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Newspapers are still the best source for local news

October 3, 2010
Morning Journal News

Today is the beginning of National Newspaper Week, the week every year during which newspapers pay homage to themselves.

This year's theme, "Newspapers, the print and online connector for today's communities," recognizes the changing role newspapers are playing in society.

The Morning Journal today is much different from what it was when it began as The Buckeye State way back in 1852.

Then the newspaper was published weekly and called itself "The official newspaper of Columbiana County."

Today we publish seven days each week and have become "Columbiana County's Largest Daily Newspaper." We also host a Web site www.morningjournalnews.com that is updated seven days a week with our news coverage of the county and surrounding area.

The National Newspaper Association, which selects the theme for newspaper week each year, recently commissioned a survey which showed local newspaper Web sites to be the most used and valued sites for consumers seeking credible and trustworthy local content and advertising online. The survey titled Site Matters: The Value of Local Newspaper Web Sites, asked respondents to identify sites they used most often for specific types of local content. Newspaper sites ranked first as a source for local information (29 percent), local sports (27 percent), local entertainment (26 percent) and local classifieds (39 percent), ahead of both local television Web sites and online portals.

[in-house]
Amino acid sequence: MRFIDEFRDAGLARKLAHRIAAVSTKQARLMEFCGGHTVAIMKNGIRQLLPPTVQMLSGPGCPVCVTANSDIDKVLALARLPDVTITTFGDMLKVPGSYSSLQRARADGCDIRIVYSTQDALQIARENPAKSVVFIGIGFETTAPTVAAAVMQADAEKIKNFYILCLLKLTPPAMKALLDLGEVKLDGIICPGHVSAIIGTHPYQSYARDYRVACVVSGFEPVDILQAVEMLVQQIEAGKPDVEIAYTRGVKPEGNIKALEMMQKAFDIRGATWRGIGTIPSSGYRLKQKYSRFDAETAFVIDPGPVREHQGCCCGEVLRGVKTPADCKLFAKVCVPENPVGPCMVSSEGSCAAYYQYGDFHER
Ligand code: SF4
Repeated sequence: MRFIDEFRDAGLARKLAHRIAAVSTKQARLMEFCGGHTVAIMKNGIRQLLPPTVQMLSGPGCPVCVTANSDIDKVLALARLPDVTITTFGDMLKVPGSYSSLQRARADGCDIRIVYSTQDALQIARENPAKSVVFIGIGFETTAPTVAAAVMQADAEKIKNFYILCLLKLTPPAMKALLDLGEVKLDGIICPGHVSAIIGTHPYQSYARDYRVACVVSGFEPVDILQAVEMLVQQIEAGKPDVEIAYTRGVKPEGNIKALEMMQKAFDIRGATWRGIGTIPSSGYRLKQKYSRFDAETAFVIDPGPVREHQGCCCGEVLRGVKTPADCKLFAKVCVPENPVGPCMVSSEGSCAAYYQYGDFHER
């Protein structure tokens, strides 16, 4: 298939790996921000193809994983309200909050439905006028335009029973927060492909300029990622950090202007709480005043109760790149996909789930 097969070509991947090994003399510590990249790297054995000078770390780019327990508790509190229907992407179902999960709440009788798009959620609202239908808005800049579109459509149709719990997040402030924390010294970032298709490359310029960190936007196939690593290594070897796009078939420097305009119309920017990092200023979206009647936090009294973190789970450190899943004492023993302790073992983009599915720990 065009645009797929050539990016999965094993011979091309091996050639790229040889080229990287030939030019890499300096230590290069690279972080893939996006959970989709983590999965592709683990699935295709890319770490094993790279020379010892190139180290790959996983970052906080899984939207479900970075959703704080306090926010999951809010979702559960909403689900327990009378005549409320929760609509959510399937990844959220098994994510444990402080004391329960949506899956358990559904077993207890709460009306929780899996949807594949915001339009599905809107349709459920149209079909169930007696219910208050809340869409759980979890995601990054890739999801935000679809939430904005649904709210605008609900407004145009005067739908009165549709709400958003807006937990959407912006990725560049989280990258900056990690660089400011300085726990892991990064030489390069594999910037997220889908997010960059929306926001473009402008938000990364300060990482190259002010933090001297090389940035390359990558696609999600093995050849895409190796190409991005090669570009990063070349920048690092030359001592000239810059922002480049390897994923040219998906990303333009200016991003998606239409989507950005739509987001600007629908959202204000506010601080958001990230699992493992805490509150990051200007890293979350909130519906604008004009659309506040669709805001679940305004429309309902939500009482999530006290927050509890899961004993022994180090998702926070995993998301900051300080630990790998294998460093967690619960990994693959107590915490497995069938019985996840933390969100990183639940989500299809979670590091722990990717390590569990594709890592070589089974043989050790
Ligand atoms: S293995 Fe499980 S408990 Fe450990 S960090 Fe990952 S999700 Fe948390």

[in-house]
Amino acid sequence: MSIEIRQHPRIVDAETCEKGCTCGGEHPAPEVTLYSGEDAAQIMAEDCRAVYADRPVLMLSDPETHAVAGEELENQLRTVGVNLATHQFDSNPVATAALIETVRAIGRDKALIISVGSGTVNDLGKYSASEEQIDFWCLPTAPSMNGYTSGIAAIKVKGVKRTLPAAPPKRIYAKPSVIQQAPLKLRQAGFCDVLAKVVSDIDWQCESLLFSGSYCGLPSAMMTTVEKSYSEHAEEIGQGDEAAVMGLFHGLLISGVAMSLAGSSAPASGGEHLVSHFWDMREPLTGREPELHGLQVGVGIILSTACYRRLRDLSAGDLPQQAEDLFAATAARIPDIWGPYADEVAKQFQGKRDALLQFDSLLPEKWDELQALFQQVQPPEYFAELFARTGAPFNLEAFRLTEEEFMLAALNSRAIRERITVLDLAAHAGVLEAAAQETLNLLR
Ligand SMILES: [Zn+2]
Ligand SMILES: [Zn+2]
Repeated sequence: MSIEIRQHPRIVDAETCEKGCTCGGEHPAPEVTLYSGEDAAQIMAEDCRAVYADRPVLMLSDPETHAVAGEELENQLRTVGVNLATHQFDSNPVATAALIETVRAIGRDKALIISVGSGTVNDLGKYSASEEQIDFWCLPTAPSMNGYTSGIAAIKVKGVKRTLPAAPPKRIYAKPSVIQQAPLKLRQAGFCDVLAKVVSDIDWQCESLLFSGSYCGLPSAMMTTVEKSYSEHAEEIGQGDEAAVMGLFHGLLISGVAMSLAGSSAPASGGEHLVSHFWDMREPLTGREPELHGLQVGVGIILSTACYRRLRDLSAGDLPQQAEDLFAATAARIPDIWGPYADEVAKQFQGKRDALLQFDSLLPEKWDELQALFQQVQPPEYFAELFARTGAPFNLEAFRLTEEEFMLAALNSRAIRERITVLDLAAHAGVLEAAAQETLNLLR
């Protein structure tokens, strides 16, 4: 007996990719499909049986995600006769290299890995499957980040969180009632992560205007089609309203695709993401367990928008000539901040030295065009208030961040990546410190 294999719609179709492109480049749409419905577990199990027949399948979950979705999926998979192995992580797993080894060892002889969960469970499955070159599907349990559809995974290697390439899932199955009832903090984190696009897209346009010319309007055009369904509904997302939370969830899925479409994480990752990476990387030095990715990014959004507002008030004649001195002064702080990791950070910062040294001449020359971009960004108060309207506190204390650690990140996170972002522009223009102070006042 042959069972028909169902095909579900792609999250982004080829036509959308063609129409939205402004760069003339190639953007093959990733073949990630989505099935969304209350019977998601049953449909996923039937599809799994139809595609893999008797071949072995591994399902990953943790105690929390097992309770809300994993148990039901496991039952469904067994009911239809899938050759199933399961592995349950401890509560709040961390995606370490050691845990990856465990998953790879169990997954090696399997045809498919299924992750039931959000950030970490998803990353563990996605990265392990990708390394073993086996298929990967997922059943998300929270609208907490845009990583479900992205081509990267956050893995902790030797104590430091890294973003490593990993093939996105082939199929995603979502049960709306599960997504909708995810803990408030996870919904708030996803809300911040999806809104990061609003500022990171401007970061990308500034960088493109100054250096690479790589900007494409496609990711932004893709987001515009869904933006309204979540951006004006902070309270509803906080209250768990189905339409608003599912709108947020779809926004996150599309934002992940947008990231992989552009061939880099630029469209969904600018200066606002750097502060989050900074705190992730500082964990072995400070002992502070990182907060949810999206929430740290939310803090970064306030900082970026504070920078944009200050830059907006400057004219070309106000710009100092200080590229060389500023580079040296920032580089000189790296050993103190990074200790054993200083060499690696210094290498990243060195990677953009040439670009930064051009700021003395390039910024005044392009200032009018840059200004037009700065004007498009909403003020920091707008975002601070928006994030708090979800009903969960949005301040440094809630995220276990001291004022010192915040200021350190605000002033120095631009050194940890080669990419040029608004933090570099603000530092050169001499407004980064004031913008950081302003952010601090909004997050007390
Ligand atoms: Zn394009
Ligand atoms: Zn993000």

So it's safe to say, local newspapers, whether in print or electronic form, continue to be the best providers of local news and information.

At the Morning Journal we pride ourselves on being primarily a local newspaper, meaning we put news of the Columbiana County area first. If you're a loyal reader, you've come to know that our front page contains mainly locally written and produced stories and photographs. National, world and state news are contained inside our pages, but we prefer to focus our attention on local news - a commodity that is still provided mainly by local newspapers.

The news on our Web site comes directly from our newspaper so you can rest assured it is produced by journalists who have integrity, credibility and follow our Morning Journal Code of Ethics.

In addition to tooting our own horn and emphasizing the still-important role that newspapers play in our society today during newspaper week, we also take this opportunity to reinforce our pledge to you - our readers and advertisers - by once again publishing the Morning Journal Code of Ethics on this page.

Based largely on the Society of Professional Journalists Code of Ethics, our personalized code helps solidify the bond we have with our reading public and also serves to remind our journalists of the standards they are bound to uphold.